Automated workforce management systems have matured to the point where there are great proven results in productivity improvements. They are not, however, a panacea that will cure all the ills of supervising a field force. As a matter of fact, they may only serve to automate bad habits.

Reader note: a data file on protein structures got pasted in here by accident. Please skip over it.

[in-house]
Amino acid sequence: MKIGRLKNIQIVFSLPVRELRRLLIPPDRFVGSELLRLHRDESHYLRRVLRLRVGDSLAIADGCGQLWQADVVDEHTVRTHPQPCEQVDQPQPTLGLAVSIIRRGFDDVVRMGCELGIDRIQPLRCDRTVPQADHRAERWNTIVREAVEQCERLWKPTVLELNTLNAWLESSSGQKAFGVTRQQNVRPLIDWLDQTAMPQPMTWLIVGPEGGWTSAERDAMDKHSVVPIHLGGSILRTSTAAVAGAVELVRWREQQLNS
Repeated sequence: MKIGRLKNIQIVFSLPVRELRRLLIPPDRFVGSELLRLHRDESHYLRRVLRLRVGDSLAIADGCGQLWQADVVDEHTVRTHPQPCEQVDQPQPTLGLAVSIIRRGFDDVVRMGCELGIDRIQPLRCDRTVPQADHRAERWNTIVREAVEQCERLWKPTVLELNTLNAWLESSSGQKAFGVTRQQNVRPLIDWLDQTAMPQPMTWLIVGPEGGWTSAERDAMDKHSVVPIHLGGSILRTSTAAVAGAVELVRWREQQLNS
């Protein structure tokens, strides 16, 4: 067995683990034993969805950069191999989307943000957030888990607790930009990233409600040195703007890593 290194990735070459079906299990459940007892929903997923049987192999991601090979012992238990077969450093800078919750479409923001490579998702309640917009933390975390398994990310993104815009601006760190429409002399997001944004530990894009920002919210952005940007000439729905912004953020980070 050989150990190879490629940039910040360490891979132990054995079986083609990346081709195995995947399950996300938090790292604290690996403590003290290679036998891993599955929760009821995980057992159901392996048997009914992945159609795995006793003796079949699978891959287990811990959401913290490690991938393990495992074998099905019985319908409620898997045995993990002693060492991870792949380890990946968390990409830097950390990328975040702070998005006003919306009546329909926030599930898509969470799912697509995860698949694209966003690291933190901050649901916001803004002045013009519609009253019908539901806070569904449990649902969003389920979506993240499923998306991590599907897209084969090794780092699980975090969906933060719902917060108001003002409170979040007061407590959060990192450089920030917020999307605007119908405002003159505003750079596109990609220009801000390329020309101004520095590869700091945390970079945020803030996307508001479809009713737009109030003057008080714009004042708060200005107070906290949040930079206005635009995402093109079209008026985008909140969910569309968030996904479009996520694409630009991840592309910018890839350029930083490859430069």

Here's an analogy: If I went out to the golf store and bought a $500 driver, expecting to go on the pro tour, I would be sadly disillusioned. The truth is, my swing is really bad. I should be interested in buying that driver only after I've got everything else working right and when my desire is to shave two or three strokes off my game. So it is with automated systems. They will certainly "shave strokes" off your game and make for a much improved operation, but only if your operation is already sound. Consider a few things that can be done in a non-automated fashion to improve performance and productivity.